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New UK Highway Code rules to cover use of self-driving vehicles

The UK Government has announced planned changes to its Highway Code, which facilitates the use of self-driving vehicles on public roads. The changes are to help “ensure the first wave of [self-driving] technology will be used safely.”

Surprisingly, drivers will be allowed to view content that is not related to driving on built-in display screens, while the self-driving vehicle is in control. This is perhaps somewhat counterintuitive, as the use of mobile phones while in self-driving mode remains prohibited.

According to the Department for Transport (DfT), drivers of autonomous vehicles will not be held responsible should their vehicle crash. Instead, their insurer will be held liable for any claims which are made.

However, motorists are expected to be ready to resume control of their vehicle at all times if they are prompted to – such as when they approach motorway exits.

While there are currently no vehicles approved for self-driving on UK roads, the DfT said the first models could be given the green light later this year.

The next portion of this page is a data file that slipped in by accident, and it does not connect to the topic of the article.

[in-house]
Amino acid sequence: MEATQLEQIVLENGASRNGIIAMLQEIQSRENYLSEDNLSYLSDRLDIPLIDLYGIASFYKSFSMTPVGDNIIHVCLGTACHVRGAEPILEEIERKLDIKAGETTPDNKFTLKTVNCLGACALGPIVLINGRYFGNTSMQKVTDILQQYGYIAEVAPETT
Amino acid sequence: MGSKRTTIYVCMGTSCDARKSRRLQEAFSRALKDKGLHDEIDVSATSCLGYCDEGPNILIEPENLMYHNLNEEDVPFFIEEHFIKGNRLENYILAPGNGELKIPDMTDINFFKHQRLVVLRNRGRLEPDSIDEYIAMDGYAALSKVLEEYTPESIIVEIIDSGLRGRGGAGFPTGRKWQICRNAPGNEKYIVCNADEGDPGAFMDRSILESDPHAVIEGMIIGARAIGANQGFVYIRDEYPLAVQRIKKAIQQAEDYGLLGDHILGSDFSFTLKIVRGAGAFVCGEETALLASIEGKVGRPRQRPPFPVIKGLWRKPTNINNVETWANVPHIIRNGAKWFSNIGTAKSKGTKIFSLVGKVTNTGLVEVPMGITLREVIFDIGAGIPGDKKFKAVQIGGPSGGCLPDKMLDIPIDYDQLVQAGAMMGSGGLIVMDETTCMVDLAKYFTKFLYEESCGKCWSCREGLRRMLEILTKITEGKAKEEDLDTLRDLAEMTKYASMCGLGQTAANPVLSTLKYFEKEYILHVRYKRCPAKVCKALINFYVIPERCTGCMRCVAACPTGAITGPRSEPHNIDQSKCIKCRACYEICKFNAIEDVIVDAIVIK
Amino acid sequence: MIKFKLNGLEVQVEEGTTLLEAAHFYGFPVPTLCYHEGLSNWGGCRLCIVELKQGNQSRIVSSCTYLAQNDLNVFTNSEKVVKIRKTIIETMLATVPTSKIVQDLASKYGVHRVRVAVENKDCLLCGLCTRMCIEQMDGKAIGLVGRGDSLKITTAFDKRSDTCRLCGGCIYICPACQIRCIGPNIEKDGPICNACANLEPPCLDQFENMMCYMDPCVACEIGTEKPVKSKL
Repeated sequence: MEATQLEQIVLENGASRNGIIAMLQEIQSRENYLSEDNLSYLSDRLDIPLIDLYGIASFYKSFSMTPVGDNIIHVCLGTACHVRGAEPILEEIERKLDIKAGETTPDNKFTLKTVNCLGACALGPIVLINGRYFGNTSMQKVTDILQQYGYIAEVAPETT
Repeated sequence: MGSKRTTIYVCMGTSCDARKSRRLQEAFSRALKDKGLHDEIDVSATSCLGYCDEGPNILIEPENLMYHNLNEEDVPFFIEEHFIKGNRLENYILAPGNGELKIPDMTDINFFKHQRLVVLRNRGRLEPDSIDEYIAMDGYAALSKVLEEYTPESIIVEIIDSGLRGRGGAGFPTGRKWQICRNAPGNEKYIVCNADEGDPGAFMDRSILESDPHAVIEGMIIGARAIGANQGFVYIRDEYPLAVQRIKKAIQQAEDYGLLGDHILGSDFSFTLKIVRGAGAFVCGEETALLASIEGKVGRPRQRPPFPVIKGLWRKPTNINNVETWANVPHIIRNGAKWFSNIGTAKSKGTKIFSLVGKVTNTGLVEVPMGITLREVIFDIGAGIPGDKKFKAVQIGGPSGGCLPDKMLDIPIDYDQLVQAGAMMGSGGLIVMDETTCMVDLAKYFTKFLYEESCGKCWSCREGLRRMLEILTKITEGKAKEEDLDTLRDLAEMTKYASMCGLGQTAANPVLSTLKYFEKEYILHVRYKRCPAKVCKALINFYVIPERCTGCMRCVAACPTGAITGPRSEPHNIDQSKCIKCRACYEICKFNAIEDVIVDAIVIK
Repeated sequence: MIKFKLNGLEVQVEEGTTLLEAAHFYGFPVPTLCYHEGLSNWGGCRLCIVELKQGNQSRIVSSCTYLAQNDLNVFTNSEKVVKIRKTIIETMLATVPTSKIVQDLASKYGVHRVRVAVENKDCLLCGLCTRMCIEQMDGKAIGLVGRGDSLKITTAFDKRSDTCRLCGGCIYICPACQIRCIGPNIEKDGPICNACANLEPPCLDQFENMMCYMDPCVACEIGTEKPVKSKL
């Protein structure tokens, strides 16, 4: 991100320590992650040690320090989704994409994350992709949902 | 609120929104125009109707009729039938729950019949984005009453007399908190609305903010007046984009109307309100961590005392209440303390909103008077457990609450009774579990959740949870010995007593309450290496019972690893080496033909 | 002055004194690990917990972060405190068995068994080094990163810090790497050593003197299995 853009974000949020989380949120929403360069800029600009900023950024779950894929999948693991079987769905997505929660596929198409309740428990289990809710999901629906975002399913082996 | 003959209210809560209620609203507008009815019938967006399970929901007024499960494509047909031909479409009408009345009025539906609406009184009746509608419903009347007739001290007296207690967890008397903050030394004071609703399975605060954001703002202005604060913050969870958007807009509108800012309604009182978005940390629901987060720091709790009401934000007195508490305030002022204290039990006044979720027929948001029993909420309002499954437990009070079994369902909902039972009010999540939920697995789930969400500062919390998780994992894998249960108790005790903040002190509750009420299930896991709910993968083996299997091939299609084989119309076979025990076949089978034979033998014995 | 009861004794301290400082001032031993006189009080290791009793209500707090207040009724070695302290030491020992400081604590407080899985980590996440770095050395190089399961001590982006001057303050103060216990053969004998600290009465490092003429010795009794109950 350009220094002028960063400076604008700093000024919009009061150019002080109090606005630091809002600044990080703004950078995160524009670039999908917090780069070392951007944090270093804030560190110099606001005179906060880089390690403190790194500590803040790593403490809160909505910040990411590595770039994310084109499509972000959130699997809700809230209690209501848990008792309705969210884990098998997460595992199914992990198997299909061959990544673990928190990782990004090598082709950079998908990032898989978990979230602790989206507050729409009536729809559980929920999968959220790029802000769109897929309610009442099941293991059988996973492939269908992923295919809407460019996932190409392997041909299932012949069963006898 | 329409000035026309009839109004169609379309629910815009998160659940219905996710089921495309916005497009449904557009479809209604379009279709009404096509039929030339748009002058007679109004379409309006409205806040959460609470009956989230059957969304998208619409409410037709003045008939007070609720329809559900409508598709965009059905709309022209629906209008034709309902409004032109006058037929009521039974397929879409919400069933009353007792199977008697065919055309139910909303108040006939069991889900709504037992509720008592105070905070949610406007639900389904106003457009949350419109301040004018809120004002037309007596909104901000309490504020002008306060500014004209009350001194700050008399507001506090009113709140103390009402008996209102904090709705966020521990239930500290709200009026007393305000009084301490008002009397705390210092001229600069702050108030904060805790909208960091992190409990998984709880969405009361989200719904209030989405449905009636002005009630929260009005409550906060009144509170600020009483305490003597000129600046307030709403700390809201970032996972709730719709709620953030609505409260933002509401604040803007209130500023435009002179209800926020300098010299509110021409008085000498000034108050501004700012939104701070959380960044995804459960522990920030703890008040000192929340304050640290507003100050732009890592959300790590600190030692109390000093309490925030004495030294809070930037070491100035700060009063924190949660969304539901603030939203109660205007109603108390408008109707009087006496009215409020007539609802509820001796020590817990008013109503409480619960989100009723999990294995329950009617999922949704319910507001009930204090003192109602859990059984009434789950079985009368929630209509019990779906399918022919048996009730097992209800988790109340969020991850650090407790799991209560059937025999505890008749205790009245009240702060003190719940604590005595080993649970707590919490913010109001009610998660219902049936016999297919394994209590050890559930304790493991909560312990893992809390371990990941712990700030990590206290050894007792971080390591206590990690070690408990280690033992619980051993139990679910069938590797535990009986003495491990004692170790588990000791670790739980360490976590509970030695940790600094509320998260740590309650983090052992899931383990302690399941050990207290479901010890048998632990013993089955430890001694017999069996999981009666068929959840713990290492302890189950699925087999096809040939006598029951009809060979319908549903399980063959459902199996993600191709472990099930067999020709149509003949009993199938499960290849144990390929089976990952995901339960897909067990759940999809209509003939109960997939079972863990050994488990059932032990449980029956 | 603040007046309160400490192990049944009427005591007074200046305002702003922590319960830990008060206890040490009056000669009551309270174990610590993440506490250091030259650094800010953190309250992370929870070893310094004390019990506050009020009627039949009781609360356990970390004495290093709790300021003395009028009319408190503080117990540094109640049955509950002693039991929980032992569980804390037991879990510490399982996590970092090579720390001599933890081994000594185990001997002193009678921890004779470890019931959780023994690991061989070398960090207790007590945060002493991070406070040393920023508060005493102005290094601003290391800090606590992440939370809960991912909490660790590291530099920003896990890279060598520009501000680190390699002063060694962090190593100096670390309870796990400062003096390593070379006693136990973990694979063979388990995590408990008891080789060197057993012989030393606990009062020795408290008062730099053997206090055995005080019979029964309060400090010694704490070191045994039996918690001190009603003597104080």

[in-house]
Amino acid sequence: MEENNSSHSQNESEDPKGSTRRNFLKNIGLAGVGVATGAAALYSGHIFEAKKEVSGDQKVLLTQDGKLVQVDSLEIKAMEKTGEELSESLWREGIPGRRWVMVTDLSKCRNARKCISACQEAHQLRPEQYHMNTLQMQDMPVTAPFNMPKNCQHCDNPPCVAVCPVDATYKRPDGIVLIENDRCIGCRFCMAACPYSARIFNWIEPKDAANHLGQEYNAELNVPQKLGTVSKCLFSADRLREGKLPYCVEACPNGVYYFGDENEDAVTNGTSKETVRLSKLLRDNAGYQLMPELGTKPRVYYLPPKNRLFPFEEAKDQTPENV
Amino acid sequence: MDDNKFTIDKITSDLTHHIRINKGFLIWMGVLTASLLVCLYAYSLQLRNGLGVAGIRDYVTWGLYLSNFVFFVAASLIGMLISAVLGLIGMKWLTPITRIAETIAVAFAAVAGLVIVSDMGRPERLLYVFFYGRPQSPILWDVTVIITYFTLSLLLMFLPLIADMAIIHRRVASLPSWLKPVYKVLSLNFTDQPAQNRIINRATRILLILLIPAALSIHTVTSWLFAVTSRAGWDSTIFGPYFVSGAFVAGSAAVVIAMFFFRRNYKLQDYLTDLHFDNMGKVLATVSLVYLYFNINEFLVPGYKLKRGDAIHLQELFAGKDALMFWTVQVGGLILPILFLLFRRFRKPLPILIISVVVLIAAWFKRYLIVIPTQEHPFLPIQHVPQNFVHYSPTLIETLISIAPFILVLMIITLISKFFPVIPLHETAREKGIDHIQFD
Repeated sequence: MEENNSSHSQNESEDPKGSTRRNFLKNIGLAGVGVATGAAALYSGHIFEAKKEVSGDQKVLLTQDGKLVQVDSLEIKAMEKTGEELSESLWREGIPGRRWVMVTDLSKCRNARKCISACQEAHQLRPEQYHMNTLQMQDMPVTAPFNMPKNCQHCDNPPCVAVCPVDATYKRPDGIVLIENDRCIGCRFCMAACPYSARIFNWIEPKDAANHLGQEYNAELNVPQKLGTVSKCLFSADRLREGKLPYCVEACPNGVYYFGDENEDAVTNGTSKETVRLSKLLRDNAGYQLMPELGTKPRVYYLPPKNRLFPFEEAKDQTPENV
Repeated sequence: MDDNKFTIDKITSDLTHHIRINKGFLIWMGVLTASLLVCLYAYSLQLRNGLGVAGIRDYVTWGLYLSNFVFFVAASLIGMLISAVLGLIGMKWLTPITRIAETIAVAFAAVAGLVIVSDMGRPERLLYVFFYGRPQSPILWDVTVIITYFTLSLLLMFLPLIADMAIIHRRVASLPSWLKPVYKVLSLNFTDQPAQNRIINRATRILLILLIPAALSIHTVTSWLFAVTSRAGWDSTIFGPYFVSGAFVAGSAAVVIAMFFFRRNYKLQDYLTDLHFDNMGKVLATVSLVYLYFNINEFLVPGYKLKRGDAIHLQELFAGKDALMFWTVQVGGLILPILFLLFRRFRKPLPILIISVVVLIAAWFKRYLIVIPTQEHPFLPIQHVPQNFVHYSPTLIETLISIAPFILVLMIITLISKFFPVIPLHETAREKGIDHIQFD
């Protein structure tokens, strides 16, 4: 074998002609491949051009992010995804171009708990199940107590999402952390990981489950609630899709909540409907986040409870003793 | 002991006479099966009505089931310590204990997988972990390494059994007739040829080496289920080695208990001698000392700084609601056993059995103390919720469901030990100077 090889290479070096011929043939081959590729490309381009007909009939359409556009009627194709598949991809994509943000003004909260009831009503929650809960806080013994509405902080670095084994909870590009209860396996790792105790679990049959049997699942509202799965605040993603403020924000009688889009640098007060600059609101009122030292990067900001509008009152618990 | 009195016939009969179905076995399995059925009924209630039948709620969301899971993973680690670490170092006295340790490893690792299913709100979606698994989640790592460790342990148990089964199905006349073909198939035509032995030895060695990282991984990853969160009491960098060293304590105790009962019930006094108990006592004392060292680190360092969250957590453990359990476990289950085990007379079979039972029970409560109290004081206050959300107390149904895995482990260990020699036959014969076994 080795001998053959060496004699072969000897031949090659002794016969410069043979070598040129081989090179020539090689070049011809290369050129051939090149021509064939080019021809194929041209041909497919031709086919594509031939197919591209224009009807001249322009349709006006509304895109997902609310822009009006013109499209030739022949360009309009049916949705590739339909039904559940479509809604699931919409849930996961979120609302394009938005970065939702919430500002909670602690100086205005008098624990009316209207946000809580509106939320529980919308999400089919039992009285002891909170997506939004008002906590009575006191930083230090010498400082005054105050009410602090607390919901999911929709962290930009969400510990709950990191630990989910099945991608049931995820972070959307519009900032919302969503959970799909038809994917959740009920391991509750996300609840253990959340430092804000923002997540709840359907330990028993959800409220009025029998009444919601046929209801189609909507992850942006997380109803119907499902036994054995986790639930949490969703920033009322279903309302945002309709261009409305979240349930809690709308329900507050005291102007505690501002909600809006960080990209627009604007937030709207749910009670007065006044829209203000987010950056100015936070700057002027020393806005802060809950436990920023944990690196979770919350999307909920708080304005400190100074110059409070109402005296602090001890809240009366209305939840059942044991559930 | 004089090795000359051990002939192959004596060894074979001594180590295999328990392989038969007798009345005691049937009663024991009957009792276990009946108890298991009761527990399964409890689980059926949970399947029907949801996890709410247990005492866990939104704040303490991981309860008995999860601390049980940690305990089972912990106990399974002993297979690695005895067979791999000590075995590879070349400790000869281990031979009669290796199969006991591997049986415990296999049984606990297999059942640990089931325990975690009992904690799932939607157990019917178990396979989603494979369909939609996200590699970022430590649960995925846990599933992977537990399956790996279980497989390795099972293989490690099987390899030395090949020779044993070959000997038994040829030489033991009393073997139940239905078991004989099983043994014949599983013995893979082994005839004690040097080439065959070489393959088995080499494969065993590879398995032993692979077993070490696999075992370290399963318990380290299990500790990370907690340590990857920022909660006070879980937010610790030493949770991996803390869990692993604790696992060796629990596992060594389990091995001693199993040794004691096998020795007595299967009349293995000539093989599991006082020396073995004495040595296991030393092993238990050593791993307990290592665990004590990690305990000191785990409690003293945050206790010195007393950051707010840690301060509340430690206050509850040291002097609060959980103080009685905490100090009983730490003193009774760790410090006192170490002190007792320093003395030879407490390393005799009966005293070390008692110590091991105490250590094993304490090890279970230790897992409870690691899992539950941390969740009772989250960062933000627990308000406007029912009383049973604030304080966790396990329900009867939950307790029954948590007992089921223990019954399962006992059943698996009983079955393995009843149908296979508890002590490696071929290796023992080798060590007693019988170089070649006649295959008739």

Matthew Avery, chief research strategy officer at Thatcham Research said the announcement is another “notable landmark” in journey towards safe automated driving.

“Education is a key enabler of safe adoption, and as such we welcome the announcement’s focus on ensuring that drivers understand their legal obligations behind the wheel of any vehicle described as having ‘self-driving capability’,” he said.

“Although automation will ultimately make our roads safer, accidents will still occur. Therefore, data must be recorded that shows who was in control at the time of a collision, however minor, and this data must be openly accessible to all stakeholders, not only the carmakers.

Mercedes-Benz said recently that it will accept legal responsibility for collisions that occur in cars fitted with it’s ‘Drive Pilot’ automated system.

Avery added that carmakers and insurers will work together to handle claims where the vehicle is proven to be in self-driving mode, and that the provision of data will be “vital” to making sense of collisions and ensuring that legal wrangling does not put a brake on adoption.

When it comes to drivers taking back control of the car from the AI, Avery said: “It’s important that drivers are aware that they must remain engaged and be ready to resume the driving task at any time.”

“We are also pleased to see that the proposed changes will not permit mobile phone use, and instead only allow use of the vehicle’s infotainment system – which means the self-driving system can issue a warning as required and bring the driver back into the loop promptly,” he added.